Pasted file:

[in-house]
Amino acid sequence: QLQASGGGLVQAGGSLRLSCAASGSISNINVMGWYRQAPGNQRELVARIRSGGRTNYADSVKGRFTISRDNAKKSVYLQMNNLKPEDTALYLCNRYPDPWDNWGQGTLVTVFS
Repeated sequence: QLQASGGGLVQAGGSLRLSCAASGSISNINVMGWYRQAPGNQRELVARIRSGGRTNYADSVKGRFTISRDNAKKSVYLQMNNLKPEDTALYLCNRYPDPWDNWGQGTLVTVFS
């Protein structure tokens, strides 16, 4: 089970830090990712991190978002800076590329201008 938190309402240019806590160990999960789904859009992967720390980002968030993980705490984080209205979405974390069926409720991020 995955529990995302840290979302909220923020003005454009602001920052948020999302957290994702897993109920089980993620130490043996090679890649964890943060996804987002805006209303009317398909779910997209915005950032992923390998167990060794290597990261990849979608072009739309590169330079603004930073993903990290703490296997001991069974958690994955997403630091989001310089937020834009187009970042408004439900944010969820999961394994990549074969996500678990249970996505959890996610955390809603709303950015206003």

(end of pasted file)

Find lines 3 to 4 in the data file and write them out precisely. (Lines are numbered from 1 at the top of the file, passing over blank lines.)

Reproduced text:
Repeated sequence: QLQASGGGLVQAGGSLRLSCAASGSISNINVMGWYRQAPGNQRELVARIRSGGRTNYADSVKGRFTISRDNAKKSVYLQMNNLKPEDTALYLCNRYPDPWDNWGQGTLVTVFS
């Protein structure tokens, strides 16, 4: 089970830090990712991190978002800076590329201008 938190309402240019806590160990999960789904859009992967720390980002968030993980705490984080209205979405974390069926409720991020 995955529990995302840290979302909220923020003005454009602001920052948020999302957290994702897993109920089980993620130490043996090679890649964890943060996804987002805006209303009317398909779910997209915005950032992923390998167990060794290597990261990849979608072009739309590169330079603004930073993903990290703490296997001991069974958690994955997403630091989001310089937020834009187009970042408004439900944010969820999961394994990549074969996500678990249970996505959890996610955390809603709303950015206003």